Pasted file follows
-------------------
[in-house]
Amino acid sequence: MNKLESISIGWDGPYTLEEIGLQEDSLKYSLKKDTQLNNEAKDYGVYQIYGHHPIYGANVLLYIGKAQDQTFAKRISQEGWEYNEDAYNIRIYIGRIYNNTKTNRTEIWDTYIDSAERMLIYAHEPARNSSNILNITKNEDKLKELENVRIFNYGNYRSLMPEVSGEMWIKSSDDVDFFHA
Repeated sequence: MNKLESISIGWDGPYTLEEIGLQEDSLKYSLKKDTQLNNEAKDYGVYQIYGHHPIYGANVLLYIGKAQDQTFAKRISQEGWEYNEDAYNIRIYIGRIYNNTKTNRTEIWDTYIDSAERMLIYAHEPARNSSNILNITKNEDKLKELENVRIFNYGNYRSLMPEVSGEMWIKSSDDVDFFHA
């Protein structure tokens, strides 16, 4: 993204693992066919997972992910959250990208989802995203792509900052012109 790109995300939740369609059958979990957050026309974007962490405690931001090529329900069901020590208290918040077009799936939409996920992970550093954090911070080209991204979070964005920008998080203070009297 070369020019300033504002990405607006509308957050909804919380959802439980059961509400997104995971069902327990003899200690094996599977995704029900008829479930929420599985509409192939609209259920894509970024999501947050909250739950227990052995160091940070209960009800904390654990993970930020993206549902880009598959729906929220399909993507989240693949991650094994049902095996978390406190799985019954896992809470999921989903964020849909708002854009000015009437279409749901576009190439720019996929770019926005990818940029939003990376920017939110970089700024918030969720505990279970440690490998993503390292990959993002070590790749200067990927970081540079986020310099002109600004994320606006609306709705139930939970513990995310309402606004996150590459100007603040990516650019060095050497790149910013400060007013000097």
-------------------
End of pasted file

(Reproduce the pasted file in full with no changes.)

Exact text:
[in-house]
Amino acid sequence: MNKLESISIGWDGPYTLEEIGLQEDSLKYSLKKDTQLNNEAKDYGVYQIYGHHPIYGANVLLYIGKAQDQTFAKRISQEGWEYNEDAYNIRIYIGRIYNNTKTNRTEIWDTYIDSAERMLIYAHEPARNSSNILNITKNEDKLKELENVRIFNYGNYRSLMPEVSGEMWIKSSDDVDFFHA
Repeated sequence: MNKLESISIGWDGPYTLEEIGLQEDSLKYSLKKDTQLNNEAKDYGVYQIYGHHPIYGANVLLYIGKAQDQTFAKRISQEGWEYNEDAYNIRIYIGRIYNNTKTNRTEIWDTYIDSAERMLIYAHEPARNSSNILNITKNEDKLKELENVRIFNYGNYRSLMPEVSGEMWIKSSDDVDFFHA
């Protein structure tokens, strides 16, 4: 993204693992066919997972992910959250990208989802995203792509900052012109 790109995300939740369609059958979990957050026309974007962490405690931001090529329900069901020590208290918040077009799936939409996920992970550093954090911070080209991204979070964005920008998080203070009297 070369020019300033504002990405607006509308957050909804919380959802439980059961509400997104995971069902327990003899200690094996599977995704029900008829479930929420599985509409192939609209259920894509970024999501947050909250739950227990052995160091940070209960009800904390654990993970930020993206549902880009598959729906929220399909993507989240693949991650094994049902095996978390406190799985019954896992809470999921989903964020849909708002854009000015009437279409749901576009190439720019996929770019926005990818940029939003990376920017939110970089700024918030969720505990279970440690490998993503390292990959993002070590790749200067990927970081540079986020310099002109600004994320606006609306709705139930939970513990995310309402606004996150590459100007603040990516650019060095050497790149910013400060007013000097």